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Atmospheric Chemistry and Physics An interactive open-access journal of the European Geosciences Union
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Volume 16, issue 15
Atmos. Chem. Phys., 16, 10195-10213, 2016
https://doi.org/10.5194/acp-16-10195-2016
© Author(s) 2016. This work is distributed under
the Creative Commons Attribution 3.0 License.
Atmos. Chem. Phys., 16, 10195-10213, 2016
https://doi.org/10.5194/acp-16-10195-2016
© Author(s) 2016. This work is distributed under
the Creative Commons Attribution 3.0 License.

Research article 11 Aug 2016

Research article | 11 Aug 2016

Seasonal and inter-annual variability of lower stratospheric age of air spectra

Felix Ploeger1 and Thomas Birner2 Felix Ploeger and Thomas Birner
  • 1Institute for Energy and Climate Research: Stratosphere (IEK–7), Forschungszentrum Jülich, Jülich, Germany
  • 2Department of Atmospheric Science, Colorado State University, Fort Collins, CO, USA

Abstract. Trace gas transport in the lower stratosphere is investigated by analysing seasonal and inter-annual variations of the age of air spectrum – the probability distribution of stratospheric transit times. Age spectra are obtained using the Chemical Lagrangian Model of the Stratosphere (CLaMS) driven by ERA-Interim winds and total diabatic heating rates, and using a time-evolving boundary-impulse-response (BIER) method based on multiple tracer pulses. Seasonal age spectra show large deviations from an idealized stationary uni-modal shape. Multiple modes emerge in the spectrum throughout the stratosphere, strongest at high latitudes, caused by the interplay of seasonally varying tropical upward mass flux, stratospheric transport barriers and recirculation. Inter-annual variations in transport (e.g. quasi-biennial oscillation) cause significant modulations of the age spectrum shape. In fact, one particular QBO phase may determine the spectrum's mode during the following 2–3 years. Interpretation of the age spectrum in terms of transport contributions due to the residual circulation and mixing is generally not straightforward. It turns out that advection by the residual circulation represents the dominant pathway in the deep tropics and in the winter hemisphere extratropics above 500K, controlling the modal age in these regions. In contrast, in the summer hemisphere, particularly in the lowermost stratosphere, mixing represents the most probable pathway controlling the modal age.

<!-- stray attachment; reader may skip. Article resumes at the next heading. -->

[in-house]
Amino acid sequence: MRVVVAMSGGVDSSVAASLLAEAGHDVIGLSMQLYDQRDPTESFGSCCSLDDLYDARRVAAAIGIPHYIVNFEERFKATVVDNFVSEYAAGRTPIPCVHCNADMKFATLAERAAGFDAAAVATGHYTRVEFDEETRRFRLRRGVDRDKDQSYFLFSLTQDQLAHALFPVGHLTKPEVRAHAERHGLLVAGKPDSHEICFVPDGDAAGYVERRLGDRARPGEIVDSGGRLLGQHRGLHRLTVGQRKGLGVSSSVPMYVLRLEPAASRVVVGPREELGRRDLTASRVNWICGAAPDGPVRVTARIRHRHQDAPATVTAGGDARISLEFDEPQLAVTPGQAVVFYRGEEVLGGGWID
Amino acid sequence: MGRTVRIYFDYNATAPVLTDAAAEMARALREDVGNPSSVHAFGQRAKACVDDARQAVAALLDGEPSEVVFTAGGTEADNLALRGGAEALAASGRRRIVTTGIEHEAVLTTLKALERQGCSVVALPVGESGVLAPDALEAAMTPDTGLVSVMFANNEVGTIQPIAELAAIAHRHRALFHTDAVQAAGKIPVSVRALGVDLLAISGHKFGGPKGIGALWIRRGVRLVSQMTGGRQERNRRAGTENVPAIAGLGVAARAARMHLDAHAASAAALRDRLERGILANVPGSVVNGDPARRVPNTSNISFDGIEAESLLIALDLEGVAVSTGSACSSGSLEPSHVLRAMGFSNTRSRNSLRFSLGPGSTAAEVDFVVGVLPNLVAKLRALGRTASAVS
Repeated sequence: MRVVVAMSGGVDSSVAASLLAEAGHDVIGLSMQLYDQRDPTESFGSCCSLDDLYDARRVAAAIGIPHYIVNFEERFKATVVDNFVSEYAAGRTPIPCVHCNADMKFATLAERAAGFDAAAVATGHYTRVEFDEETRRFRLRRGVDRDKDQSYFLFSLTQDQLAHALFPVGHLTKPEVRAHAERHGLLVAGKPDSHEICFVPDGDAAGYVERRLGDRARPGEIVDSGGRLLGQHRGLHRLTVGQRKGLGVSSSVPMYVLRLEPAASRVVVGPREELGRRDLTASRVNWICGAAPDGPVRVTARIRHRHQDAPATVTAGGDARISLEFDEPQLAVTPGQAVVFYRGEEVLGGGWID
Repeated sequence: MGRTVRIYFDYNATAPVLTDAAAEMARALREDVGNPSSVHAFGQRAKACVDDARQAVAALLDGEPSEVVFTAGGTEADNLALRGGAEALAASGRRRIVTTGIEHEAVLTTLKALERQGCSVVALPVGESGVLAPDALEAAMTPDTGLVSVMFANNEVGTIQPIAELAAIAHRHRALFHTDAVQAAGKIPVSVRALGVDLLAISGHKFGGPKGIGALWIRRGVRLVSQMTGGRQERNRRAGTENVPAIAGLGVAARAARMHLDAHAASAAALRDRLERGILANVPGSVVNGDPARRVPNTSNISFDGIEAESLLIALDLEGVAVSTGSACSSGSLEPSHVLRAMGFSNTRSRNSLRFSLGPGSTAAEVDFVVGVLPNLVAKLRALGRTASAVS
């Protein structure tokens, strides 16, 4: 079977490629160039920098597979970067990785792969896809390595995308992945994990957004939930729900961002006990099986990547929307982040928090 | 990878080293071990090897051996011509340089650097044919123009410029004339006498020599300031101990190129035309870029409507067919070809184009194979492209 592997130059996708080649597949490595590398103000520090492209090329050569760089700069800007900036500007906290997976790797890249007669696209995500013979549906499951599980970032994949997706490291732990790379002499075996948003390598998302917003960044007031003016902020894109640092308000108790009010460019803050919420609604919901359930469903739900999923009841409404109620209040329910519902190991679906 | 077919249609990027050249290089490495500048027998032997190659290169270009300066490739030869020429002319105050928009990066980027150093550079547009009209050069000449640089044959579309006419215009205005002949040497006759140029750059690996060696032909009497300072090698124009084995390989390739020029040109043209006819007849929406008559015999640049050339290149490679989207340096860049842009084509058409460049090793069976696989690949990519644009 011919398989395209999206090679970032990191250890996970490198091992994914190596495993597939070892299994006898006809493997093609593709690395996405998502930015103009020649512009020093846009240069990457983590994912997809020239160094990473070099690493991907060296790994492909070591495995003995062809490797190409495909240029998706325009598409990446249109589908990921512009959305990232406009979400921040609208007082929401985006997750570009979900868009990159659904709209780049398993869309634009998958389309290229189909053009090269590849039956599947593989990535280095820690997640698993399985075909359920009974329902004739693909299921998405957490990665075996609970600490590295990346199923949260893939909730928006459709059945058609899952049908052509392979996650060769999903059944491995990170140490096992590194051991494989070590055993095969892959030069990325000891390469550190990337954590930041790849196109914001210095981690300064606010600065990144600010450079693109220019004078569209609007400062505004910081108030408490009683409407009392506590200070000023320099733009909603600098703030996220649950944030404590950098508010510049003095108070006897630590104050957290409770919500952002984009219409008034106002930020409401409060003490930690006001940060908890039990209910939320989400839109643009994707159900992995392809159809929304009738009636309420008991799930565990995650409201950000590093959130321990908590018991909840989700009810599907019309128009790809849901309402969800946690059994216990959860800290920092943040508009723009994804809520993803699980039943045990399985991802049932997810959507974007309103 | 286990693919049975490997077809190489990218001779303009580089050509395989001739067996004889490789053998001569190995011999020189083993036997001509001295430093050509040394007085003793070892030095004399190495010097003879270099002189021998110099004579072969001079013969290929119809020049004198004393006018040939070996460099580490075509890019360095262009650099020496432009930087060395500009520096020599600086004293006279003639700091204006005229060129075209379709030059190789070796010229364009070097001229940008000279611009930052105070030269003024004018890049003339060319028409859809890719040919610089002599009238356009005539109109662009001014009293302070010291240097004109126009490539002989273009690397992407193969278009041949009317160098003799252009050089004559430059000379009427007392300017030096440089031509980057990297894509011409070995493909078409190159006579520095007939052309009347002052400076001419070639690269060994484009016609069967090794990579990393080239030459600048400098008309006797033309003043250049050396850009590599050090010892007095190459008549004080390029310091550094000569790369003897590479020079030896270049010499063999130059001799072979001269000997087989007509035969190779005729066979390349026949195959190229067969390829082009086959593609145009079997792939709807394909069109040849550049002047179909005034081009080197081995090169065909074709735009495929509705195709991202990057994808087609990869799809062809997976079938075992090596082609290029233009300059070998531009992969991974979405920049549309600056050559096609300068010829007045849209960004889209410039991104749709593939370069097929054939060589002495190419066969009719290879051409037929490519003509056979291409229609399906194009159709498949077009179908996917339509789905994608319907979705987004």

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We investigate the aging of air in the stratosphere caused by transport due to Brewer's circulation, using the Boundary Impulse Evolving Response (BIER) method. The age spectra show multiple peaks caused by the seasonal and inter-annual variations of transport. The modal age is controlled by the residual circulation in the tropics and winter hemisphere extratropics and by mixing in the summer hemisphere. Analysis of the full age spectrum is strongly recommended for model inter-comparisons.
We investigate the aging of air in the stratosphere caused by transport due to Brewer's...
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